Autism & Asperger's Syndrome

Autism Spectrum Disorder

Autism is a neurodevelopmental disorder that is characterized by deficits in social interaction and communication. Individuals with autism have difficulty reacting appropriately to the world around them. For example, they may have difficulty handling changes in a typical routine or play with toys and objects in unusual ways. Many experience global cognitive deficits and language delays. Speech is often characterized by echolalia, scripting, and atypical prosody. Repetitive behaviors or intense interests may also be displayed. Sensory processing and motor skills are often affected. Characteristics of this disorder, and their severity, can present very differently for each individual with autism.

Asperger's Syndrome

Asperger’s Syndrome was first described in the 1940’s by an Austrian pediatrician, Hans Asperger, for whom the disorder is named. Individuals with Asperger’s Syndrome demonstrate mild autistic-like behaviors and difficulty with social and communication skills, but have average or above average intelligence and normal language development. Because of its similarities, many professionals consider it a less severe form of autism. Some common characteristics of Asperger’s include the following:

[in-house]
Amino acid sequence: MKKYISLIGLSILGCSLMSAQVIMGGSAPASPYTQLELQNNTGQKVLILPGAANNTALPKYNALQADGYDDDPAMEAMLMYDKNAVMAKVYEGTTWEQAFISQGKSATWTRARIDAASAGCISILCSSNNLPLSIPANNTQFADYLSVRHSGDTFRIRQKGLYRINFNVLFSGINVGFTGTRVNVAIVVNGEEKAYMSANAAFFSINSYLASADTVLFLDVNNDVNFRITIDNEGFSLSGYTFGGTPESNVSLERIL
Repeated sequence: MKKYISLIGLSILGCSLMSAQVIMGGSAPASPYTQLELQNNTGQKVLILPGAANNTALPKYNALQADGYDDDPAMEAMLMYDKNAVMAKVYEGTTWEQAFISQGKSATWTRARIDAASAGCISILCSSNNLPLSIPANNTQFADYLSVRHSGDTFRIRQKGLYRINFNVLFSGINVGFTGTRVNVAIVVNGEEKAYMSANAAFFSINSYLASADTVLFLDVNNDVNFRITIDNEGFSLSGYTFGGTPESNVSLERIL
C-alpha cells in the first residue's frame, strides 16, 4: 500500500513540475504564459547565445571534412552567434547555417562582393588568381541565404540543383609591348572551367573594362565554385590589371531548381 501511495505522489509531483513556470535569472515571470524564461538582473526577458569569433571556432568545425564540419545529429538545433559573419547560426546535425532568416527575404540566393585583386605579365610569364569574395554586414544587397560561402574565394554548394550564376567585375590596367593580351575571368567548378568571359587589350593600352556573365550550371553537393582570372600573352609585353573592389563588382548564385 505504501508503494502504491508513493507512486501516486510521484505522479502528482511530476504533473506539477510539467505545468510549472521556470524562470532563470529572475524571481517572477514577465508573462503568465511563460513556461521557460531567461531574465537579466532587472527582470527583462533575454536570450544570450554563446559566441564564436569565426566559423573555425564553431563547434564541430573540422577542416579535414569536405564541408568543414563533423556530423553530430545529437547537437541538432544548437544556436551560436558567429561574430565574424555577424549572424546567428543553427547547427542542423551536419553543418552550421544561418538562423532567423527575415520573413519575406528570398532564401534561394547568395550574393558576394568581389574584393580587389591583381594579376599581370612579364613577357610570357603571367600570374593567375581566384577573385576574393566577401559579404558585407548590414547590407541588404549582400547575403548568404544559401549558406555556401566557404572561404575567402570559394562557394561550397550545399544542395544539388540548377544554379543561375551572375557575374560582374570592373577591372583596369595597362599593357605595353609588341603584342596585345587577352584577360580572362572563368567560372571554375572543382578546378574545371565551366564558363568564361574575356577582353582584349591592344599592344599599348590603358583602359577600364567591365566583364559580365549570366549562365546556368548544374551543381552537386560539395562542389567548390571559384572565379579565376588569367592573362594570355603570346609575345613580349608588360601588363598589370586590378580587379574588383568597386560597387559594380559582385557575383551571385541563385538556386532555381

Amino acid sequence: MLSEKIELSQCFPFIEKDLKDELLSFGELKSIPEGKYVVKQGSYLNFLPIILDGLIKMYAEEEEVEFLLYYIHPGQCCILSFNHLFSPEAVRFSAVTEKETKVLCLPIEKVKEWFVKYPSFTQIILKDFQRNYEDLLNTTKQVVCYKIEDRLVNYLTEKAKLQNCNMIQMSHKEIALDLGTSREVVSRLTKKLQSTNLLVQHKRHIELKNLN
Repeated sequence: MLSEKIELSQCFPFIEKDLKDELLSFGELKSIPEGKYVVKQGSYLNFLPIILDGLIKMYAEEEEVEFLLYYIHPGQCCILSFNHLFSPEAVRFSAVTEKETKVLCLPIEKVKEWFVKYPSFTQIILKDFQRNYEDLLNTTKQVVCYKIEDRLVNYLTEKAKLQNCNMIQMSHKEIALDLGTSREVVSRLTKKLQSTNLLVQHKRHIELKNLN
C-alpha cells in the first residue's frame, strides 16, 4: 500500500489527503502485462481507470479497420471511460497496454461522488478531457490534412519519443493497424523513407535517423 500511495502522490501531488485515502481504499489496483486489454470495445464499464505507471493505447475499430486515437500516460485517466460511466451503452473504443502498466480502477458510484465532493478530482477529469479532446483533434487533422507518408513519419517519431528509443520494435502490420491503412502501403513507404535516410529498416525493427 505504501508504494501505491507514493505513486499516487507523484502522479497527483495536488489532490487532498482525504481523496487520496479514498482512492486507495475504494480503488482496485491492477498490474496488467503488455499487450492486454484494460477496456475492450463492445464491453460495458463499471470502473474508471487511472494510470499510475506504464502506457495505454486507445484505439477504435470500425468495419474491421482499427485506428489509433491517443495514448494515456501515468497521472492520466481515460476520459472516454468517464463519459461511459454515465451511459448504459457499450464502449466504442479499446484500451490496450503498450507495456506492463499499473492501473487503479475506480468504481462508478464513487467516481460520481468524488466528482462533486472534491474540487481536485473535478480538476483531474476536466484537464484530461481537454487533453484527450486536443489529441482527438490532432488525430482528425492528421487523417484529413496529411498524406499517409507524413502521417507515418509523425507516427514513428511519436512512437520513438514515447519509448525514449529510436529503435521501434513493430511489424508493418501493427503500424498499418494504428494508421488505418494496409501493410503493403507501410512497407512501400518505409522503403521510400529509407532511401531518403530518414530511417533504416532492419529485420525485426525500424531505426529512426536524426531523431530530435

• social awkwardness
  • difficulty understanding conventional rules of social interactions
  • showing a lack of empathy
  • using inappropriate eye contact
  • difficulty understanding body language or gestural cues
  • demonstrating eccentric or repetitive behaviors
  • unusual preoccupations or rituals, such as getting dressed in a specific order
  • limited range of interests, sometimes with an intense interest in one area
  • difficulty understanding abstract concepts, such as irony and humor

Parent Training for Autism

For children with autism, it is important that the concerns, priorities and perspectives of the family are incorporated to actively shape treatment planning. According to research, all of the comprehensive intervention programs with the best treatment outcomes include a strong family component. Using a team approach to include all of the individuals and professionals involved in the child with autism’s life, we can provide the consistency, intensity, and support needed to see more effective treatment outcomes. It is important for family members to be supported to be effective members of the child’s team. Families need to be provided with the opportunity to learn strategies for teaching their child new skills and reducing problem behaviors.

Critical Thinking & Social Skills

People with autism have communication deficits in their capacity for joint attention to objects and events with other people and in their ability to understand the symbolic function of language.

Pragmatics is the study of social thinking. It includes communicative intent, turn-taking, topic maintenance, and emotional inference, while incorporating past knowledge and cultural rules.